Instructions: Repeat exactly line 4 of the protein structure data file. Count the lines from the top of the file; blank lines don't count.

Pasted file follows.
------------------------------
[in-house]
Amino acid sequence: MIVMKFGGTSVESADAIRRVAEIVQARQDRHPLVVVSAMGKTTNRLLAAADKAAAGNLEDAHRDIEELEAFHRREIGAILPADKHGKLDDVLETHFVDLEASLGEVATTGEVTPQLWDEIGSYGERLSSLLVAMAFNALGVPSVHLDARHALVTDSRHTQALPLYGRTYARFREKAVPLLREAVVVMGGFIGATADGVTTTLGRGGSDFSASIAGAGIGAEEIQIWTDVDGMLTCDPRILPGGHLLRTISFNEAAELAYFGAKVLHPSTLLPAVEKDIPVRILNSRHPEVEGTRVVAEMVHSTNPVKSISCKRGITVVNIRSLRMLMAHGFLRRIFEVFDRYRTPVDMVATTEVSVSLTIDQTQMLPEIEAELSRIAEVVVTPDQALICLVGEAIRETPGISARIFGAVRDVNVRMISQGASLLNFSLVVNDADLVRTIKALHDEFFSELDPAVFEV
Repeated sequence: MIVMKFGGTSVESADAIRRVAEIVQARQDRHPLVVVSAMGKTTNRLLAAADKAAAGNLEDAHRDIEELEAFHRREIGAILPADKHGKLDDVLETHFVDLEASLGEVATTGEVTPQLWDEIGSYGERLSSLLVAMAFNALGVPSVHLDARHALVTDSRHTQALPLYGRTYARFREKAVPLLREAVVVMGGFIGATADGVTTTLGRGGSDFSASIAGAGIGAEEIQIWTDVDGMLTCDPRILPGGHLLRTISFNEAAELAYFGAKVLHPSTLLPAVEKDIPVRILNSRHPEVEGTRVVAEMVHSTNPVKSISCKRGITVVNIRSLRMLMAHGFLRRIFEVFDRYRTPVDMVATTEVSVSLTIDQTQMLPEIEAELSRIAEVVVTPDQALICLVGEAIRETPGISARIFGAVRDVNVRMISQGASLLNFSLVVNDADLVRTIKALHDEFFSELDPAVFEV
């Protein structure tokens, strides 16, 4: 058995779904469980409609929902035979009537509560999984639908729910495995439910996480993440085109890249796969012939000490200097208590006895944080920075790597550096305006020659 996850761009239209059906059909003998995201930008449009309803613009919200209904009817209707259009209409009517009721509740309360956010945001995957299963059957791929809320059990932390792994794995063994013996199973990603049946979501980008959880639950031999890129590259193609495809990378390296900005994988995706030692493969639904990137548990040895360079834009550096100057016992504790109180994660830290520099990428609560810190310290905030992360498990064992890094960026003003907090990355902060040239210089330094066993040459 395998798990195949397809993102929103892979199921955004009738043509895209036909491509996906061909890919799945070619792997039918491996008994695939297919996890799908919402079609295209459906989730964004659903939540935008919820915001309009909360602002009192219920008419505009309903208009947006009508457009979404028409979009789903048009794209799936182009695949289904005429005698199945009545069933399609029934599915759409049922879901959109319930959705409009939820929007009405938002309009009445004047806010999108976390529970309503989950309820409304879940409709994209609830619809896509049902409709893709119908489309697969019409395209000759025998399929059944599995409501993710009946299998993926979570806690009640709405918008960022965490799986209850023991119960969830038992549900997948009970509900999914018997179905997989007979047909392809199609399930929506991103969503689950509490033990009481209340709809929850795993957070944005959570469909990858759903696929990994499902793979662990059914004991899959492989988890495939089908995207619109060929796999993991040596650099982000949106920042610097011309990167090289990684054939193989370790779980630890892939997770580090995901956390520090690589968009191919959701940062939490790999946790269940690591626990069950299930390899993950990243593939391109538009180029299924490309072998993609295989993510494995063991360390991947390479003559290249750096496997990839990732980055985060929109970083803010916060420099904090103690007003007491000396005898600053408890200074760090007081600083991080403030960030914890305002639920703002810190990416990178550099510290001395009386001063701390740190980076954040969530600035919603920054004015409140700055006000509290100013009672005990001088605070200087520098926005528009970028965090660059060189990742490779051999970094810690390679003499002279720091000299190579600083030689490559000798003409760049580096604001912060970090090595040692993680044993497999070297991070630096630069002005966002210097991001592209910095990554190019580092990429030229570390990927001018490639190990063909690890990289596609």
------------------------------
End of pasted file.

């Protein structure tokens, strides 16, 4: 058995779904469980409609929902035979009537509560999984639908729910495995439910996480993440085109890249796969012939000490200097208590006895944080920075790597550096305006020659 996850761009239209059906059909003998995201930008449009309803613009919200209904009817209707259009209409009517009721509740309360956010945001995957299963059957791929809320059990932390792994794995063994013996199973990603049946979501980008959880639950031999890129590259193609495809990378390296900005994988995706030692493969639904990137548990040895360079834009550096100057016992504790109180994660830290520099990428609560810190310290905030992360498990064992890094960026003003907090990355902060040239210089330094066993040459 395998798990195949397809993102929103892979199921955004009738043509895209036909491509996906061909890919799945070619792997039918491996008994695939297919996890799908919402079609295209459906989730964004659903939540935008919820915001309009909360602002009192219920008419505009309903208009947006009508457009979404028409979009789903048009794209799936182009695949289904005429005698199945009545069933399609029934599915759409049922879901959109319930959705409009939820929007009405938002309009009445004047806010999108976390529970309503989950309820409304879940409709994209609830619809896509049902409709893709119908489309697969019409395209000759025998399929059944599995409501993710009946299998993926979570806690009640709405918008960022965490799986209850023991119960969830038992549900997948009970509900999914018997179905997989007979047909392809199609399930929506991103969503689950509490033990009481209340709809929850795993957070944005959570469909990858759903696929990994499902793979662990059914004991899959492989988890495939089908995207619109060929796999993991040596650099982000949106920042610097011309990167090289990684054939193989370790779980630890892939997770580090995901956390520090690589968009191919959701940062939490790999946790269940690591626990069950299930390899993950990243593939391109538009180029299924490309072998993609295989993510494995063991360390991947390479003559290249750096496997990839990732980055985060929109970083803010916060420099904090103690007003007491000396005898600053408890200074760090007081600083991080403030960030914890305002639920703002810190990416990178550099510290001395009386001063701390740190980076954040969530600035919603920054004015409140700055006000509290100013009672005990001088605070200087520098926005528009970028965090660059060189990742490779051999970094810690390679003499002279720091000299190579600083030689490559000798003409760049580096604001912060970090090595040692993680044993497999070297991070630096630069002005966002210097991001592209910095990554190019580092990429030229570390990927001018490639190990063909690890990289596609």